Ai Weiwei Arrest Prompts Germany to Summon Chinese Ambassador
German Foreign Minister Guido Westerwelle summoned Chinese ambassador Wu Hongbo to discuss the detention of Ai Weiwei, an artist who has close links with Germany and planned to open a studio in the capital.
Earlier today, China attacked western governments, media and human-rights groups for criticizing the detention, saying in a commentary in the state-sanctioned Global Times website that the artist “will pay a price for his special choice.”
“We are very worried about the continuing detention of the Chinese artist Ai Weiwei,” Westerwelle, who is also vice chancellor, said today in a statement on the Foreign Ministry’s website. The ambassador was called in “to ensure that our clear and unambiguous message reaches the Chinese government.”
The New York Times and Associated Press reported that Ai was taken into custody on April 3 as he tried to board a Hong Kong-bound plane in Beijing. Yesterday, the European Union and U.S. State Department voiced concern about Ai’s disappearance.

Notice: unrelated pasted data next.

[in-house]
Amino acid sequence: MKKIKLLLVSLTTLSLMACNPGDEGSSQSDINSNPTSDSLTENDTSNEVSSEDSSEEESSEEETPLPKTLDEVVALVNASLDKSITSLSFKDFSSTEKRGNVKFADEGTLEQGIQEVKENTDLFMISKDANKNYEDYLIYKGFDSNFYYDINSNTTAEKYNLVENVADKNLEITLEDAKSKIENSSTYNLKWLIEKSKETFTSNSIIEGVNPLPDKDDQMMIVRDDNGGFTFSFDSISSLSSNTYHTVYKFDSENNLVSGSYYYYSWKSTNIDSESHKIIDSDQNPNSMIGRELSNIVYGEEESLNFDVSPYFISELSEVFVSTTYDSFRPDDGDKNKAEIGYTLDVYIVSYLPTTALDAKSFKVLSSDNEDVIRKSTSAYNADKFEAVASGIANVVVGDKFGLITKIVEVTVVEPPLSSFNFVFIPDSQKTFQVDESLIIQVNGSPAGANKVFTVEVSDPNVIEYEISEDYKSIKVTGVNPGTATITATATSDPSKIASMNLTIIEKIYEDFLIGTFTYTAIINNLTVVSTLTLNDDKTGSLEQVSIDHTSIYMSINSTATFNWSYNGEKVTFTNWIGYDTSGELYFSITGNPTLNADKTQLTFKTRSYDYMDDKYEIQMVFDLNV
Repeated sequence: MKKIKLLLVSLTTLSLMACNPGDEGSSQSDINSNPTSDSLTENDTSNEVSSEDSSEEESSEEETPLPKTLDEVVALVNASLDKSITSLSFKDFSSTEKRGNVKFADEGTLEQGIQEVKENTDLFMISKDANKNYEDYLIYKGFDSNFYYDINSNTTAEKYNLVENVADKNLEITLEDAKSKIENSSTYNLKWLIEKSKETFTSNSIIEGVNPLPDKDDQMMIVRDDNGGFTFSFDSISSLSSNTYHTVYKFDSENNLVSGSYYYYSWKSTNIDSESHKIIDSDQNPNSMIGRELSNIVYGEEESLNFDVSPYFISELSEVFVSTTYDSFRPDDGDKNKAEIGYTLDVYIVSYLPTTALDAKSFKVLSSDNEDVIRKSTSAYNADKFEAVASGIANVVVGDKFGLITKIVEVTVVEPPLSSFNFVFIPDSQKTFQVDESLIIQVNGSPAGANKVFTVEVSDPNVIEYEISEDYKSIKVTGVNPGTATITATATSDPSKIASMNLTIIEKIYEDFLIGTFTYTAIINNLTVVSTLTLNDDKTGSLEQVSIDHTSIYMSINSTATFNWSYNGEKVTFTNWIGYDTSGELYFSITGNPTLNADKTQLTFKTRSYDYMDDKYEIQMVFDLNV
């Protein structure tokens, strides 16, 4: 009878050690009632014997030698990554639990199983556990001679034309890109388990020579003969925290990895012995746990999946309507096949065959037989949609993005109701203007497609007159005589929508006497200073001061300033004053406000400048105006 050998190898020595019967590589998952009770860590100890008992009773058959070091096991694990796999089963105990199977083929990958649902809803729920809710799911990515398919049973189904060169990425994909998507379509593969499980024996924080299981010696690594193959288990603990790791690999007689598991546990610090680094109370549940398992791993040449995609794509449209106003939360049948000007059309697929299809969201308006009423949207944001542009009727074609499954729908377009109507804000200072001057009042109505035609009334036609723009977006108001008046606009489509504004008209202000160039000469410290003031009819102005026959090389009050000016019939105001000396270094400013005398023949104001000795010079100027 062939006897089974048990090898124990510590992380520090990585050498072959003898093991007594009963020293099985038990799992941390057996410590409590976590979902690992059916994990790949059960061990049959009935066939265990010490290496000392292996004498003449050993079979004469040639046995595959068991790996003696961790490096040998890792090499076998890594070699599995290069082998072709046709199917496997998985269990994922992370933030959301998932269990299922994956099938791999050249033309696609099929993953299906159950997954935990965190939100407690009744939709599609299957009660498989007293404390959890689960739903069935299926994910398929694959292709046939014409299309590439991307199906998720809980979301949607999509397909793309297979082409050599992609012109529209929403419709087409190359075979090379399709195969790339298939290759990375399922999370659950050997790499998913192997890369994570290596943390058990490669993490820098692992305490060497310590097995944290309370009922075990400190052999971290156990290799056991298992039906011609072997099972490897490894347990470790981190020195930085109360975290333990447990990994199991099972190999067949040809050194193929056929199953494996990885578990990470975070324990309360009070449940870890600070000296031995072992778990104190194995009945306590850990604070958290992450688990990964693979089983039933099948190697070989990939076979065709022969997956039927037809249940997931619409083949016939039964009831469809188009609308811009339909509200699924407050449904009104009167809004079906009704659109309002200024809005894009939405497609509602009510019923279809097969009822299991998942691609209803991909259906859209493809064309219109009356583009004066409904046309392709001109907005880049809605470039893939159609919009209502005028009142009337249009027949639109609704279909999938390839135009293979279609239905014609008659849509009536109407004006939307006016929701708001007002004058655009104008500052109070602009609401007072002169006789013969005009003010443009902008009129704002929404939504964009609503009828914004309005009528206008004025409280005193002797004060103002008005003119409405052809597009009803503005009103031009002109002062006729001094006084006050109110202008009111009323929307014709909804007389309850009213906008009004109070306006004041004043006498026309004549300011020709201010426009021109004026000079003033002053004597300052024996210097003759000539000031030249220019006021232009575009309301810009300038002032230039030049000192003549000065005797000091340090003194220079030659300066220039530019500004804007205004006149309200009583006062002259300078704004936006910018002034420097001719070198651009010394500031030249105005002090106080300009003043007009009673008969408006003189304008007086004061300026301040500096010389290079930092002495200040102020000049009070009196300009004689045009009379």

Germany’s Sueddeutsche Zeitung on April 4 published what it said was Ai’s last interview before his arrest. He said the Chinese authorities had destroyed his new studio in Shanghai and prevented a planned exhibition in Beijing.
“Recently they have been putting more and more people in jail, just because they write something on Twitter or on a blog,” he told the newspaper.
While Ai collaborated on the design of the Olympic Bird’s Nest Stadium in Beijing, working with the Swiss architects Herzog & de Meuron, he has never been allowed to exhibit in China.
His work has been displayed many times in the West, including a carpet of 100 million hand-painted, porcelain sunflower seeds at the Tate Modern in London last year.
In October 2009, Munich’s Haus der Kunst showed “So Sorry,” an exhibition that included an installation called “Remembering,” created specially for the façade of the museum. It consisted of 9,000 backpacks to commemorate the schoolchildren who died in the Sichuan earthquake. The artist traced and published the names of the dead schoolchildren.
At that time, he was recovering from a brain hemorrhage that he said was caused by a beating from Chinese police. He was asked why he continues to challenge the regime.
“We have to give our opinion, we have to say something, or we are a part of it,” he said then. “As an artist I am forced to say something.”
To contact the editor responsible for this story: Mark Beech at firstname.lastname@example.org.